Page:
More Progress On The Bf-109

I got a bit more done over the last couple of weeks… in between the ultimate honey-do project… a living room/dining room remodel.

Now that the fuselage and wings are all together, I started on the next steps, namely the gear struts, stabilizers and control surfaces.

The struts are kind of different on this kit. On past kits I have built, the struts are usually molded as one piece, or at least the main strut is one piece with the scissor part and maybe a brake line molded separately. On this kit, the main part is molded in two halves. Many reviews have lamented this fact, stating fear of a weak strut due to the way it is molded. And then there are seam lines to deal with. I have to say, this really didn’t bother me. After test fitting and taking care of the ejector pin marks on the inside of the two halves, I found the fit to be quite good. With careful alignment I was able to get a near seamless join. A very light scrape of the hobby knife and I couldn’t even tell it had been cemented together.

The only real cleanup I had to do was on the inside where the ejector marks are. Instead of being recessed, as is often the case, they protruded a bit. After a quick trim with the knife, problem solved. (and yes, I realize I spelt “elector.)

Next, I moved on to the rear stabilizers. I cut the parts off and cleaned them up and cemented them together. Again, very nice fit and very light sanding on the edge was all that was needed. However, when I went to test fit them to the fuselage, I noticed something. As you can see in the photo below there are supposed to be holes in the tail of the plane that allow the rear ailerons to move up and down. These holes were not present on my parts.

So, I got out the handy-dandy pin vise and drilled the needed holes. Voila! ready to go.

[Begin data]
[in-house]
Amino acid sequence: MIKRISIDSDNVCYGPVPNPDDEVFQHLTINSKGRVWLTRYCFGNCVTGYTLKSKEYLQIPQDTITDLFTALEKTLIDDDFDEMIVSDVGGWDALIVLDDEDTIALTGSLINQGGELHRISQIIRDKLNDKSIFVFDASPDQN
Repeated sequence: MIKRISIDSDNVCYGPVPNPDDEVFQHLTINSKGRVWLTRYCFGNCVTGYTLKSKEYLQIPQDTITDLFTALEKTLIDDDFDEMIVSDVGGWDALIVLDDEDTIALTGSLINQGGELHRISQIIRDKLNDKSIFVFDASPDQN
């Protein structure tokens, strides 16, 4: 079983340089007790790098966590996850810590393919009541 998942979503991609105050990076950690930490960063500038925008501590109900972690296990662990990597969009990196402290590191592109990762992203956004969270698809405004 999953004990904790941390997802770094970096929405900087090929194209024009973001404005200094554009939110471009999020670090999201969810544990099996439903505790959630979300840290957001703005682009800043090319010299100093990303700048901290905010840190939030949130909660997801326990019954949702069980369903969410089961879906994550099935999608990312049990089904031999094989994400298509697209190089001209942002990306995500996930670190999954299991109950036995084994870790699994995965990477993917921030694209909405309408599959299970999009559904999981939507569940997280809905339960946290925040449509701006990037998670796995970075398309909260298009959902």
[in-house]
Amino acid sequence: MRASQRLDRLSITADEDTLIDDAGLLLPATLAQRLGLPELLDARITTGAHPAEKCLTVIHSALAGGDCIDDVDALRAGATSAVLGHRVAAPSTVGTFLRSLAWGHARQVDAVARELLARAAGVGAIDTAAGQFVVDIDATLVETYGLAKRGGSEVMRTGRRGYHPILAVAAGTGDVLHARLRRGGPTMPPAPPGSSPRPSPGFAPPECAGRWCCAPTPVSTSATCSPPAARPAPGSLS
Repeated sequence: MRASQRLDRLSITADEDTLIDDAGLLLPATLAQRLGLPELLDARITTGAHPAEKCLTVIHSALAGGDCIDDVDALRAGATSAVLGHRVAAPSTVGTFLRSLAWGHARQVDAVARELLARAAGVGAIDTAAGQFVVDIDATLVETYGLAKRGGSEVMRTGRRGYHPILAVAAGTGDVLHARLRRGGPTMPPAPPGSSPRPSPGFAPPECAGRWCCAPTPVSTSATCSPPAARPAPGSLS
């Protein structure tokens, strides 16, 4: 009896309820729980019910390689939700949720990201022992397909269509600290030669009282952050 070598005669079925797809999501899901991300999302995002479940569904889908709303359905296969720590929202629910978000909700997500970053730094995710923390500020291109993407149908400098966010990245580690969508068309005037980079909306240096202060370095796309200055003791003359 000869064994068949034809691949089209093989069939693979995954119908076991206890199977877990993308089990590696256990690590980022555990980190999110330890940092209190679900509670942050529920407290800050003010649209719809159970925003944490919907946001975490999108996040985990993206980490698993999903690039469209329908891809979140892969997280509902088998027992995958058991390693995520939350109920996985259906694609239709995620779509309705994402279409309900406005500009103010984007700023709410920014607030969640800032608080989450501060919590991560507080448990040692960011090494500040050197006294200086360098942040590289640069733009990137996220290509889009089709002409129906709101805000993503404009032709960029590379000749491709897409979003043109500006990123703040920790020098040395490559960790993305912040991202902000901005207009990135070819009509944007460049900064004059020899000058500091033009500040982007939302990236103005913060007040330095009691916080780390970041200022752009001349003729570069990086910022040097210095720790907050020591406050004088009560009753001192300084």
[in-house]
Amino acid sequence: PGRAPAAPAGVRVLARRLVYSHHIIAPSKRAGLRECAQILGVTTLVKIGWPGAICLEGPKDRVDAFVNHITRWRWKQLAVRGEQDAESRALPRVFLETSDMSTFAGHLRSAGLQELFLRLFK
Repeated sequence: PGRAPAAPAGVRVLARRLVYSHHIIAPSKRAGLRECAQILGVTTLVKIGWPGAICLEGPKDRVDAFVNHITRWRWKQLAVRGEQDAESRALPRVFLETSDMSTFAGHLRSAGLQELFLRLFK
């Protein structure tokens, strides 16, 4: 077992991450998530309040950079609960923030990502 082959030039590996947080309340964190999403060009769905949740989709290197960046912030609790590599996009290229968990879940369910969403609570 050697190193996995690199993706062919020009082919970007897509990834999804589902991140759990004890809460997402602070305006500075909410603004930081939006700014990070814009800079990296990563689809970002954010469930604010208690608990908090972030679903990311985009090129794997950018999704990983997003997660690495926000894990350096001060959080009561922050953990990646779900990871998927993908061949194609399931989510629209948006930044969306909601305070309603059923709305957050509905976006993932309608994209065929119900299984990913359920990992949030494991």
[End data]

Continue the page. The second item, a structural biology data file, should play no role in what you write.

And here is an overall shot so far. I won’t be attaching the control surfaces until after I do the painting.

Until next time…

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More Progress On The 109

I hadn’t realized until today how long it’s been since I posted any updates about this project.

For starters, I am not getting quite as much done as I would like due to a major remodeling project in my house, but I am getting some done.

So far, this kit is going together nicely. I have to say that aircraft model kits are a far cry from my former forays into model building. In the ’80s, when I was building with some regularity, I avoided aircraft kits at all costs. I do NOT like filling and sanding and all of that, and it seemed that aircraft kits of yore were quite needy in this area. Not so anymore. Kit manufacturing has come a long way.

First up is an exhaust comparison photo. On the left is the kit part, and on the right is the Barracuda resin replacement. Not too much of a difference from this angle.

From this view you can see that the resin part is a little broader, especially at the curved, base section… a little truer to the real deal.

And here it is looking at the exhaust opening. The kit part is sold and needs to be hollowed out to look right, whereas the resin part is already hollow at the tips. Once painted and the inside of the exhaust blackened, it will look a bit more realistic.

Here is the exhaust installed. Also note in this photo the resin supercharger intake. The kit part isn’t too bad and would be usable, but this one is molded in one piece, thereby eliminating a seam mark on the inside of the opening that would be a little more difficult to correct.

During this assembly step, I made a note (hopefully as a help to others) indicating the sequence in which to assemble the landing gear bay parts. I dry fitted the parts a few times and it seemed this way worked the best.

Here are the parts I am working with now. I primed the portions of these parts that I am going to paint prior to further assembly.

And, finally, here is a closer shot of the installed cockpit.